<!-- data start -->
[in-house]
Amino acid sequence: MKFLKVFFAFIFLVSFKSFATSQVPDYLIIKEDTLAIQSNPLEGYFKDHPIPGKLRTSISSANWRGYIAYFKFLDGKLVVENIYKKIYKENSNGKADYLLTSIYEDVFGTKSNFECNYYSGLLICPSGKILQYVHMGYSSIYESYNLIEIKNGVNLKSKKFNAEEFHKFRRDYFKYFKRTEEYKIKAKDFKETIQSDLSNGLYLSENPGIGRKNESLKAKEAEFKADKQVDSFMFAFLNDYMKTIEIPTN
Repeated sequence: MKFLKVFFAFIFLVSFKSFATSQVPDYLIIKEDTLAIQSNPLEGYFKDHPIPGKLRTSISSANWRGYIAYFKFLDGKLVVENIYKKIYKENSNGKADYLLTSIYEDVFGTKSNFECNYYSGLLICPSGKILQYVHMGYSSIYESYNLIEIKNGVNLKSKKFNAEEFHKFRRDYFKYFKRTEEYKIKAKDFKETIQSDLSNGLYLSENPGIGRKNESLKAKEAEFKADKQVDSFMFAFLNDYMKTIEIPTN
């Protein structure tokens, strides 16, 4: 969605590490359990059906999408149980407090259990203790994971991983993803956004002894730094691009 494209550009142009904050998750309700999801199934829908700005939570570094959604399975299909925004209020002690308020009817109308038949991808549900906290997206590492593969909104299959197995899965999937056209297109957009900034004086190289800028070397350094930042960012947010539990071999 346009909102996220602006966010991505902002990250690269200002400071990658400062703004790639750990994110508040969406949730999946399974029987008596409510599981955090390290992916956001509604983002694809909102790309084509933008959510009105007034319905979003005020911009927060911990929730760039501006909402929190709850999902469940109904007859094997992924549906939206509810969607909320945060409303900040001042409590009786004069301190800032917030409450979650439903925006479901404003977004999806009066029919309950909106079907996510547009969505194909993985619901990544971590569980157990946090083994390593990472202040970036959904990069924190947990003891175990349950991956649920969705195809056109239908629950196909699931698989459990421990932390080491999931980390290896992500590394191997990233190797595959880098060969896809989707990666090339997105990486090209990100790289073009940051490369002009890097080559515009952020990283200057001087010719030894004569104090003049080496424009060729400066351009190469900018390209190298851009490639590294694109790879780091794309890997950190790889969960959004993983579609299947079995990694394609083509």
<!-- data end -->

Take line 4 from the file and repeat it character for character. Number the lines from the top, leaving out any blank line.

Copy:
């Protein structure tokens, strides 16, 4: 969605590490359990059906999408149980407090259990203790994971991983993803956004002894730094691009 494209550009142009904050998750309700999801199934829908700005939570570094959604399975299909925004209020002690308020009817109308038949991808549900906290997206590492593969909104299959197995899965999937056209297109957009900034004086190289800028070397350094930042960012947010539990071999 346009909102996220602006966010991505902002990250690269200002400071990658400062703004790639750990994110508040969406949730999946399974029987008596409510599981955090390290992916956001509604983002694809909102790309084509933008959510009105007034319905979003005020911009927060911990929730760039501006909402929190709850999902469940109904007859094997992924549906939206509810969607909320945060409303900040001042409590009786004069301190800032917030409450979650439903925006479901404003977004999806009066029919309950909106079907996510547009969505194909993985619901990544971590569980157990946090083994390593990472202040970036959904990069924190947990003891175990349950991956649920969705195809056109239908629950196909699931698989459990421990932390080491999931980390290896992500590394191997990233190797595959880098060969896809989707990666090339997105990486090209990100790289073009940051490369002009890097080559515009952020990283200057001087010719030894004569104090003049080496424009060729400066351009190469900018390209190298851009490639590294694109790879780091794309890997950190790889969960959004993983579609299947079995990694394609083509």